All analyses were performed with SAS System 9.1 software (SAS Institute Inc., Cary, North Carolina, USA). Results are presented as the mean ± SD or as frequencies. Student's t-test or one-way analysis of variance was employed to compare normally distributed unpaired continuous variables between the groups. The chi-square test was used to compare nominal variables. Two-tailed P values of less than 0.05 were considered to indicate statistical significance.
The BRVO patients (26 women and 27 men) were aged 68.9 ± 9.7 years (mean ± SD). The mean duration of BRVO was 4.3 ± 2.5 months (range: 1 - 12 months). The average nonperfused area was 34.5 ± 35.6 disc areas, with a range of 0 to 117 disc areas. The characteristics of the CME and SRD groups are summarized in Table 1. Among the 53 patients with BRVO, 38 were assigned to the CME group and 15 to the SRD group. The mean age, female/male ratio, prevalence of hypertension, prevalence of hyperlipidemia, duration of BRVO, incidence of major BRVO, and nonperfused area of the retina were similar in the CME and SRD groups (P = 0.398, P = 0.696, P = 0.437, P = 0.754, P = 0.380, P = 0.093, and P = 0.543, respectively). Fourteen (93%) of the 15 patients in the SRD group had both SRD and CME, whereas 1 patient (7%) had SRD alone.
As shown in Figure 1, visual acuity was significantly worse in the SRD group than in the CME group (0.77 ± 0.52 vs. 0.52 ± 0.35, P = 0.049). However, as shown in Figures 2A-C, macular sensitivity within the central 4°, 10°, and 20° fields was not significantly worse in the SRD group than in the CME group (4.9 ± 5.2 dB, 6.3 ± 5.1 dB, and 7.1 ± 4.8 dB vs. 6.3 ± 5.4 dB, 7.7 ± 4.5 dB, and 8.2 ± 4.1 dB, respectively; P = 0.413, P = 0.338, and P = 0.402, respectively). Conversely, the macular thickness within the central 4°, 10°, and 20° fields was significantly greater in the SRD group than in the CME group (578 ± 145 μm, 519 ± 109 μm, and 462 ± 83 μm vs. 462 ± 134 μm, 417 ± 83 μm, and 375 ± 65 μm, respectively; P = 0.008, P < 0.001, and P < 0.001, respectively) (Figures 3A-C). Also, the macular volume within the central 4°, 10°, and 20° fields was significantly greater in the SRD group than in the CME group (0.46 ± 0.12 mm3, 3.6 ± 0.75 mm3, and 11.9 ± 1.98 mm3 vs. 0.36 ± 0.11 mm3, 2.9 ± 0.56 mm3, and 9.8 ± 1.59 mm3, respectively; P = 0.007, P < 0.001, and P < 0.001, respectively) (Figures 4A-C).
In the RETINA study, we divided the macular region into nine sections, which were (1) fovea, 2) superior inner macula, 3) nasal inner macula, 4) inferior inner macula, 5) temporal inner macula, 6) superior outer macula, 7) nasal outer macula, 8) inferior outer macula, and 9) temporal outer macula). We found that retinal sensitivity and thickness were correlated in each section, and multiple regression analysis confirmed this. In the present study, we divided the macular region into the following three sections: 1) 1 × 1 mm (4° × 4°) (corresponding to the fovea section in the RETINA study), 2) 3 × 3 mm (10° × 10°) (corresponding to the fovea, superior inner, nasal inner, inferior inner, and temporal inner sections), and 3) 6 × 6 mm (20° × 20°) (corresponding to all 9 sections). Then we investigated whether the retinal sensitivity and thickness of these 3 sections showed any differences between patients with SRD and those with CME.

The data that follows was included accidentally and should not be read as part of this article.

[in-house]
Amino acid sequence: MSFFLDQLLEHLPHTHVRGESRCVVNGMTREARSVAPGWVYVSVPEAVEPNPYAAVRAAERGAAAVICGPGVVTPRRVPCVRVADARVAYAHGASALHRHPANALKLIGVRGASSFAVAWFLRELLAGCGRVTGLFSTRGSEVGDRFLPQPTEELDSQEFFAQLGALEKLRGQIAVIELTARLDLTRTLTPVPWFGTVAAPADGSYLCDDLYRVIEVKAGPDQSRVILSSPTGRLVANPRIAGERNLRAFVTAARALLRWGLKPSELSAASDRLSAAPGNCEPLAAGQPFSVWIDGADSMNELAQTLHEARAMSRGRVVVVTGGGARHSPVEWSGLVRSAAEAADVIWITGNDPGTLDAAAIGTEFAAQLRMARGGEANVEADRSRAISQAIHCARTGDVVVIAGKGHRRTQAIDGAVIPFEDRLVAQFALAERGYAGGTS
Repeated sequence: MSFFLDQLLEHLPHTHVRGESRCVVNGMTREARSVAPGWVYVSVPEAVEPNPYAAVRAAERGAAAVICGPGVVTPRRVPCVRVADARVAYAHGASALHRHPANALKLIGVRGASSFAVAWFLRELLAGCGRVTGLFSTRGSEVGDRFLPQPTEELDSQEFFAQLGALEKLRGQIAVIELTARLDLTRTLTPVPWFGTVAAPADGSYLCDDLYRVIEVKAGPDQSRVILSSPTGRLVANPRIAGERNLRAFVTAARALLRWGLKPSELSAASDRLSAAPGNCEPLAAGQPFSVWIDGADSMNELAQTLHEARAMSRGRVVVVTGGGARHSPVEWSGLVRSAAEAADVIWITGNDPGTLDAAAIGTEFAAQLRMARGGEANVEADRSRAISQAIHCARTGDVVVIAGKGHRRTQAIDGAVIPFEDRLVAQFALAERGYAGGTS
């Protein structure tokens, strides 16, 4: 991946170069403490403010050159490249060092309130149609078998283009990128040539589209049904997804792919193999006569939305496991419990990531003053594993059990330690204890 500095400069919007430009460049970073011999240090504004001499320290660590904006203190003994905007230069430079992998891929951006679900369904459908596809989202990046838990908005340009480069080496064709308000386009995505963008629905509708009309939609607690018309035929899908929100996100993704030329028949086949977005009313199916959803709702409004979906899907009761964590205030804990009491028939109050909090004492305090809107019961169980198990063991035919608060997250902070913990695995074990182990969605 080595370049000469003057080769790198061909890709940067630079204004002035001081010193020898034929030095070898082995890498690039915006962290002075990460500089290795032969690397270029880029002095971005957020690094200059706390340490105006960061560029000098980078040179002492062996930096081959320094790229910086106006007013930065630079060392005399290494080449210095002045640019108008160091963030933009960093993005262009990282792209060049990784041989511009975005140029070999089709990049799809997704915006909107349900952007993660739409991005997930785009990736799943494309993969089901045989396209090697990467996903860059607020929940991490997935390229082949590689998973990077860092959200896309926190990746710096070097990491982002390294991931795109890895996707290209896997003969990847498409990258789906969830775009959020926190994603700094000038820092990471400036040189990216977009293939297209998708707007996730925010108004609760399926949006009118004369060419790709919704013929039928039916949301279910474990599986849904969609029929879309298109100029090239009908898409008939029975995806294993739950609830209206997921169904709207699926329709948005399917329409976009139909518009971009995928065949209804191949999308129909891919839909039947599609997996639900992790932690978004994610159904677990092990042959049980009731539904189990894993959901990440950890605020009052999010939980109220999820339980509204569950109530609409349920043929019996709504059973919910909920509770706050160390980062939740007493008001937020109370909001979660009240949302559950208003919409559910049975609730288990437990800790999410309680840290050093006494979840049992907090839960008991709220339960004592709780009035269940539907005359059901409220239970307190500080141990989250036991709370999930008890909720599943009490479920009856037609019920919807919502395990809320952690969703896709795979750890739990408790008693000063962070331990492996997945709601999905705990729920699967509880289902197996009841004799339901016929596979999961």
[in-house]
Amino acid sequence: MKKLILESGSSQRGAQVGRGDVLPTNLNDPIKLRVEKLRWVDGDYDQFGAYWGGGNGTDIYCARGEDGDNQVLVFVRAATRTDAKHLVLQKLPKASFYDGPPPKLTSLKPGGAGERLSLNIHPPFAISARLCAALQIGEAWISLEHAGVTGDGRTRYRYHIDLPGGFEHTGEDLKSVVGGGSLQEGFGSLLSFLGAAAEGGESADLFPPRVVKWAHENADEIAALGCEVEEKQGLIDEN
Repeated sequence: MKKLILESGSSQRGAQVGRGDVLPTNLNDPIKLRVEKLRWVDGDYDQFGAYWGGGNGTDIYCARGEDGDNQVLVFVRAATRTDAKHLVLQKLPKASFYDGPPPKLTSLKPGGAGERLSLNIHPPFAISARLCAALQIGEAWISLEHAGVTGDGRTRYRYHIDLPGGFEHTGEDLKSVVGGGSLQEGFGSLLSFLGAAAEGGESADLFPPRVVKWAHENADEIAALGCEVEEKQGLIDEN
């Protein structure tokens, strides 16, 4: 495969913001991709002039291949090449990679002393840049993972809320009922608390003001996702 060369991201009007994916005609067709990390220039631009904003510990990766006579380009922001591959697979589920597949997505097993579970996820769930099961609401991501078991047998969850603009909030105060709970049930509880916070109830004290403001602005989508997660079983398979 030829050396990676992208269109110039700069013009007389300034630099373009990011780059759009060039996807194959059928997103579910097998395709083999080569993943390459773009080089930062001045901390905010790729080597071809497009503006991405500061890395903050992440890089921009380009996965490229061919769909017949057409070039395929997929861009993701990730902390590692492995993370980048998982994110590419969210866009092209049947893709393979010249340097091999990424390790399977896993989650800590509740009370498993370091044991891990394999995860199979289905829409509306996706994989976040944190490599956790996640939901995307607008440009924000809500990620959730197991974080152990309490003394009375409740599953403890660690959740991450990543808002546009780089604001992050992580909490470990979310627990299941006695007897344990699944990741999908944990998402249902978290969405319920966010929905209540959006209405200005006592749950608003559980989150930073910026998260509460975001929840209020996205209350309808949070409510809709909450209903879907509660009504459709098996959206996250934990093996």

We found that the mean visual acuity (log MAR) was significantly worse in the SRD group than the CME group, a result that is in agreement with previous reports,[15–18] although a lower percentage of our patients had SRD compared with the other reports[12, 14, 15]. The inner half of the fovea contains an inverted cone-shaped zone of Müller cells (the Müller cell cone), the apex of which is located at the external limiting membrane (ELM) of the fovea centralis. The cytoplasm of cells in this cone extends obliquely outward and forms the internal limiting membrane at the clivus of the foveal depression[20, 21]. In eyes with retinal vein occlusion, leakage from the affected retinal capillaries accumulates around the fovea and causes retinal thickening, which may cause the internal limiting membrane at the clivus of the fovea to protrude with formation of foveal cystoid spaces. The cytoplasm of the Müller cell cone would then extend perpendicularly in the walls of the foveal cystoid spaces. When leakage increases, further traction on the Müller cell cone would lead to traction on the inner and outer segments of the foveal photoreceptors, resulting in a small area of retinal detachment at the fovea. Subsequently, SRD would occur when the ELM barrier breaks down at the fovea. Loss of the ELM barrier often results in damage to foveal photoreceptors in the outer segment and impairment of visual acuity. Thus, the mean visual acuity of the SRD group may have been significantly worse because of damage to foveal photoreceptor cells due to foveal detachment. In addition, nearly all of the SRD patients in this study also had CME. Therefore, SRD itself may decrease visual acuity together with CME.
Interestingly, unlike the results for visual acuity, macular sensitivity within the central 4°, 10°, and 20° fields was not significantly worse in the SRD group than in the CME group. This suggests that SRD itself has no influence on macular sensitivity because there was no difference of sensitivity between the SRD and CME groups. Therefore, evaluation of both visual acuity and macular sensitivity may be important in BRVO patients to detect the effects of macular edema. There is evidence that the visual function of BRVO patients after treatment of macular edema is not fully described by measuring visual acuity: 1) Subjects with good visual acuity sometimes have difficulty seeing certain objects and the opposite also occurs. 2) In some BRVO patients, there is no improvement of visual acuity after improvement of macular edema and SRD[22–24]. Thus, evaluation of both visual acuity and macular sensitivity may be clinically important for assessing visual function in BRVO patients with SRD. However, microperimetry may be less informative when the edema is very severe and visual acuity is poor, in which case macular sensitivity was reduced significantly in both groups.